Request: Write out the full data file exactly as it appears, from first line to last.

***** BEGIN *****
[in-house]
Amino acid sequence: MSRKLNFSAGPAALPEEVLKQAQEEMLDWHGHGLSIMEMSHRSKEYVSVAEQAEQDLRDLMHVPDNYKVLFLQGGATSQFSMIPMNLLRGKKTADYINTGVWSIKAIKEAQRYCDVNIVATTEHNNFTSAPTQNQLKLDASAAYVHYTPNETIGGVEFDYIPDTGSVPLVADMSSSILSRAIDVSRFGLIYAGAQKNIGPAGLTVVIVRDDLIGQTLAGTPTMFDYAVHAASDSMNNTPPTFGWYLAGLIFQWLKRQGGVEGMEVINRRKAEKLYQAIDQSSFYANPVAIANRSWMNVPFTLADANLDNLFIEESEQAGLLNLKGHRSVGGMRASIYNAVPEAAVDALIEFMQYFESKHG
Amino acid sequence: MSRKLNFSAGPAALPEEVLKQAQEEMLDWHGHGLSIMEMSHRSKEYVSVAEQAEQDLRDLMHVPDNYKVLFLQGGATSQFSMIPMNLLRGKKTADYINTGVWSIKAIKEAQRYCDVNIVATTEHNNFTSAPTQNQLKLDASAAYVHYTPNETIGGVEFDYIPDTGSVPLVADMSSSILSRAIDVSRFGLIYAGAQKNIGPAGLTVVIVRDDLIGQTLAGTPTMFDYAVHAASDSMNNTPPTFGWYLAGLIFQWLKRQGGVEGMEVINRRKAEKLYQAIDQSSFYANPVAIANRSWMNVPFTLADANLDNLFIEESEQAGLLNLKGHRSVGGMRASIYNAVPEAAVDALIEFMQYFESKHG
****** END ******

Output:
[in-house]
Amino acid sequence: MSRKLNFSAGPAALPEEVLKQAQEEMLDWHGHGLSIMEMSHRSKEYVSVAEQAEQDLRDLMHVPDNYKVLFLQGGATSQFSMIPMNLLRGKKTADYINTGVWSIKAIKEAQRYCDVNIVATTEHNNFTSAPTQNQLKLDASAAYVHYTPNETIGGVEFDYIPDTGSVPLVADMSSSILSRAIDVSRFGLIYAGAQKNIGPAGLTVVIVRDDLIGQTLAGTPTMFDYAVHAASDSMNNTPPTFGWYLAGLIFQWLKRQGGVEGMEVINRRKAEKLYQAIDQSSFYANPVAIANRSWMNVPFTLADANLDNLFIEESEQAGLLNLKGHRSVGGMRASIYNAVPEAAVDALIEFMQYFESKHG
Amino acid sequence: MSRKLNFSAGPAALPEEVLKQAQEEMLDWHGHGLSIMEMSHRSKEYVSVAEQAEQDLRDLMHVPDNYKVLFLQGGATSQFSMIPMNLLRGKKTADYINTGVWSIKAIKEAQRYCDVNIVATTEHNNFTSAPTQNQLKLDASAAYVHYTPNETIGGVEFDYIPDTGSVPLVADMSSSILSRAIDVSRFGLIYAGAQKNIGPAGLTVVIVRDDLIGQTLAGTPTMFDYAVHAASDSMNNTPPTFGWYLAGLIFQWLKRQGGVEGMEVINRRKAEKLYQAIDQSSFYANPVAIANRSWMNVPFTLADANLDNLFIEESEQAGLLNLKGHRSVGGMRASIYNAVPEAAVDALIEFMQYFESKHG